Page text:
Covid-19 measures to protect employment
Mandatory vaccination or remote working?
Will the number of employment lawsuits increase?

This article looks at the employment challenges in Brazil in 2021 and what is expected for 2022.

Covid-19 measures to protect employment

The effect of the covid-19 pandemic is still evident in Brazil, especially after the emergence of the Omicron variant at the end of 2021. However, it is possible to look beyond the damage that the pandemic has caused, now that majority of Brazilians have been vaccinated (with at least one dose) and business operations are slowly resuming pre-pandemic levels.

In retrospect, the measures that were taken by the government to protect employment and reduce unemployment rates can be considered successful. Maintaining a job is a safeguard in many aspects, since it usually entails health insurance and food vouchers, which have grown in importance in recent years.

On the other hand, the average income of Brazilian workers has dropped and the inflation rate is accelerating, which may be a bittersweet consequence of the suspension of employment agreements and the reduction of salaries and work hours that occurred during the pandemic.

There have been many discussions as to whether the government's assistance was too generous for the economy to bear. With high inflation rates, unions are now struggling to negotiate a salary increase that is at least equal to inflation during 2021 in order to maintain purchasing power for workers.

Mandatory vaccination or remote working?

Remote working
Another challenge for 2022 will be the discussion about the return to the office. Now that many people have adapted to remote working, the need to change traditional working practices has become more significant.

There is no one-size-fits-all formula in this regard; therefore, companies will need to define a strategy to obtain the best productivity while engaging teams that sometimes have not met in person (for further details please see "Remote work: new trend or new burden?").

Data privacy
Another challenge for companies will be ensuring data protection and information security while employees work remotely, and the relevant increase of sensitive information exchange, including medical and vaccination data.

As the last element of the Data Privacy Law became valid in August 2021, it is expected that in 2022, the National Data Privacy Authority will issue new regulations and apply fines to companies in cases of non-compliance.

There are also discussions about whether covid-19 will be considered a labour-related disease, which will affect companies' accident prevention factor. This may increase the company's social security contribution rate and bury companies in administrative and/or judicial measures to revert such an increase.

Mandatory vaccination
The Supreme Court has declared that covid-19 vaccination in Brazil is compulsory, but not directly. Therefore, companies need to use indirect ways to ensure all its population is vaccinated (for further details please see "Is COVID-19 vaccination mandatory for employees?").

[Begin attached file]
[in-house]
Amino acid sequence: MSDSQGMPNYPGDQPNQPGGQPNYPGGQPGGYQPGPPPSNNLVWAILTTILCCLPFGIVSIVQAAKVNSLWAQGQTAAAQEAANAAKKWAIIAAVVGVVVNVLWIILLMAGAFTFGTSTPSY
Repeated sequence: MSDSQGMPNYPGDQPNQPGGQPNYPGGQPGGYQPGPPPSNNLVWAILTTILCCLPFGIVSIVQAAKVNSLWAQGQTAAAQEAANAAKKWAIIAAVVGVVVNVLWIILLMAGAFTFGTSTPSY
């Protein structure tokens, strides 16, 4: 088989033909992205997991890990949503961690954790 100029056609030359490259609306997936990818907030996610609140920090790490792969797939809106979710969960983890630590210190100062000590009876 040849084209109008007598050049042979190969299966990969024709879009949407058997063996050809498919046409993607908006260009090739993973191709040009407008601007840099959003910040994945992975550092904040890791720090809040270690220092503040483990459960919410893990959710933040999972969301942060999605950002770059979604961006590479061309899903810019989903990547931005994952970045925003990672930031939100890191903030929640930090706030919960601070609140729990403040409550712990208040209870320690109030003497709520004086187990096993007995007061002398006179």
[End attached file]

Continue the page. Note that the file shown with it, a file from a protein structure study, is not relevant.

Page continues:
In November 2021, the government issued an internal regulation that prohibited companies from requesting vaccination certificates, and it considered the termination of employees who do not present a vaccination certificate to be a discriminatory act. The Supreme Court reacted and suspended the regulation a few days after its issuance, but the case is still pending judgment.

Given the lack of specific regulation on the matter, while companies are making decisions and assuming risks, such as dismissing employees that refuse to be vaccinated, the possible consequences of such decisions will likely be seen in 2022 employment lawsuits.

Will the number of employment lawsuits increase?

In 2021, the Administrative Council for Economic Defence (CADE) started an unprecedented investigation into an alleged cartel of pharmaceutical companies that had set remuneration standards, exchanged information regarding benefits paid to employees and no-poaching agreements.

It is the first time that an employment-related matter has been subject to an antitrust investigation. Although the CADE's investigation is ongoing, it has already triggered another investigation of such companies on this matter by the public labour prosecutor.

There were also several investigations by the authorities into gender and race discrimination. However, the gig economy and tech-platform workers are still among the main focus of the authorities (for further details please see "Impact of gig economy on employment status"?). The discussions on whether such workers are employees will continue until the superior courts grant a final and binding decision on the matter.

The number of employment claims has increased in recent years due to covid-19; however, in 2021, a new, unexpected development emerged – the Supreme Court ruled that plaintiffs that are granted the exemption of court costs are also exempt from paying attorney and expert fees.

Therefore, an old scenario common in Brazil's employment courts appears to once again be growing in popularity: the distribution of millions of claims every year now that the financial risk for plaintiffs has been reduced.


2022 will be critical to determine whether the economy will improve or stall. An improvement in the economic scenario can avoid an increase in the number of employment claims, and the presidential elections will certainly have an effect on such a crucial moment.

Among all these challenges, companies will need to adjust their businesses to face and overcome ongoing and upcoming issues, which means that 2022 will a busy and exciting year for employment.

For further information on this topic please contact Maury Lobo at CGM Advogados by telephone (+55 11 2394 8900) or email ([email protected]). The CGM Advogados website can be accessed at

Poliana César assisted in the preparation of this article.